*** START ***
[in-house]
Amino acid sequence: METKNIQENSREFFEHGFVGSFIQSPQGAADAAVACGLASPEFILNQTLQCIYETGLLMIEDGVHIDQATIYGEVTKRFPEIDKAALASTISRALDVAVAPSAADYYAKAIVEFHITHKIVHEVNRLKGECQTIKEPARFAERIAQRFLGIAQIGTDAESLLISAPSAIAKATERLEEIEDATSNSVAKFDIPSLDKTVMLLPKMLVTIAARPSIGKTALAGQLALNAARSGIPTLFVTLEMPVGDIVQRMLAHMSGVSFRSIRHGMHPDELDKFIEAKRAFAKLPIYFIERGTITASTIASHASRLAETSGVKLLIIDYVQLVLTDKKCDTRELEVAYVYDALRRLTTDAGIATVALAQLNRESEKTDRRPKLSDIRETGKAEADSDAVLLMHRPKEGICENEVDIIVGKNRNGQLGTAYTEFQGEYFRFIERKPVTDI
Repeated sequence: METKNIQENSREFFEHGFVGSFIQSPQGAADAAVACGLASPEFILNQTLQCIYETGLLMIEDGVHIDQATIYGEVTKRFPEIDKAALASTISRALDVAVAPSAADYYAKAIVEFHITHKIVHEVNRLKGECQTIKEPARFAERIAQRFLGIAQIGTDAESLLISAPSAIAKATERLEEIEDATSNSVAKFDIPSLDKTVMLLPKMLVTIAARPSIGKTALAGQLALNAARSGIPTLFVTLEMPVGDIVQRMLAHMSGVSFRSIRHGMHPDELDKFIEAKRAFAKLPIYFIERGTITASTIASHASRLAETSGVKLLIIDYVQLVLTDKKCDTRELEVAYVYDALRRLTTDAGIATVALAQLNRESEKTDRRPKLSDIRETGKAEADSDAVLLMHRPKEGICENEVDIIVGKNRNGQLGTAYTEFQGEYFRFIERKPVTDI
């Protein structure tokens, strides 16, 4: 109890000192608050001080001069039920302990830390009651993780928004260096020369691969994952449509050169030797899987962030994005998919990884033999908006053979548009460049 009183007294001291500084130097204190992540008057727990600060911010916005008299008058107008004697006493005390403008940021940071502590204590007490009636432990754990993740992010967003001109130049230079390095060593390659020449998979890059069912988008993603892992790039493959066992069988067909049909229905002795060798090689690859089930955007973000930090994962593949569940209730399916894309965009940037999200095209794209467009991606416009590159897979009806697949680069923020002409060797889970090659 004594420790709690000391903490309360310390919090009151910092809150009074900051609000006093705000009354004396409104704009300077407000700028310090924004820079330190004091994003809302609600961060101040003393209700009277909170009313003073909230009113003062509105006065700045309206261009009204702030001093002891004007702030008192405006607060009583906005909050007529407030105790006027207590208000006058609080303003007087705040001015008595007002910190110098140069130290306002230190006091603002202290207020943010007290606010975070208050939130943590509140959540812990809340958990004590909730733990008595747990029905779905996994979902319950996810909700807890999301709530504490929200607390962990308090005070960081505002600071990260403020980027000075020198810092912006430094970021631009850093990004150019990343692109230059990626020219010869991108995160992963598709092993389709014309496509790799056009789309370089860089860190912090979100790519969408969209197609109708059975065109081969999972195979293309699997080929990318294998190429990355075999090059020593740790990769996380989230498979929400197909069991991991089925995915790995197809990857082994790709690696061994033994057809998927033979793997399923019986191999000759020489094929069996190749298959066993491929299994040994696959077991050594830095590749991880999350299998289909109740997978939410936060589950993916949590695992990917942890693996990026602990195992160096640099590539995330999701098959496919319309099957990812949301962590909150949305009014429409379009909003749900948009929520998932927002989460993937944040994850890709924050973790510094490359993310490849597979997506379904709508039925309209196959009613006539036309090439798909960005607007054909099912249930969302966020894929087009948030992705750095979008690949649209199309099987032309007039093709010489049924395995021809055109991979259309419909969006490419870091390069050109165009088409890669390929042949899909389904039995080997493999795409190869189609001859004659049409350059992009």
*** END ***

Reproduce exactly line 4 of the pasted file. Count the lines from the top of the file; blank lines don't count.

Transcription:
């Protein structure tokens, strides 16, 4: 109890000192608050001080001069039920302990830390009651993780928004260096020369691969994952449509050169030797899987962030994005998919990884033999908006053979548009460049 009183007294001291500084130097204190992540008057727990600060911010916005008299008058107008004697006493005390403008940021940071502590204590007490009636432990754990993740992010967003001109130049230079390095060593390659020449998979890059069912988008993603892992790039493959066992069988067909049909229905002795060798090689690859089930955007973000930090994962593949569940209730399916894309965009940037999200095209794209467009991606416009590159897979009806697949680069923020002409060797889970090659 004594420790709690000391903490309360310390919090009151910092809150009074900051609000006093705000009354004396409104704009300077407000700028310090924004820079330190004091994003809302609600961060101040003393209700009277909170009313003073909230009113003062509105006065700045309206261009009204702030001093002891004007702030008192405006607060009583906005909050007529407030105790006027207590208000006058609080303003007087705040001015008595007002910190110098140069130290306002230190006091603002202290207020943010007290606010975070208050939130943590509140959540812990809340958990004590909730733990008595747990029905779905996994979902319950996810909700807890999301709530504490929200607390962990308090005070960081505002600071990260403020980027000075020198810092912006430094970021631009850093990004150019990343692109230059990626020219010869991108995160992963598709092993389709014309496509790799056009789309370089860089860190912090979100790519969408969209197609109708059975065109081969999972195979293309699997080929990318294998190429990355075999090059020593740790990769996380989230498979929400197909069991991991089925995915790995197809990857082994790709690696061994033994057809998927033979793997399923019986191999000759020489094929069996190749298959066993491929299994040994696959077991050594830095590749991880999350299998289909109740997978939410936060589950993916949590695992990917942890693996990026602990195992160096640099590539995330999701098959496919319309099957990812949301962590909150949305009014429409379009909003749900948009929520998932927002989460993937944040994850890709924050973790510094490359993310490849597979997506379904709508039925309209196959009613006539036309090439798909960005607007054909099912249930969302966020894929087009948030992705750095979008690949649209199309099987032309007039093709010489049924395995021809055109991979259309419909969006490419870091390069050109165009088409890669390929042949899909389904039995080997493999795409190869189609001859004659049409350059992009």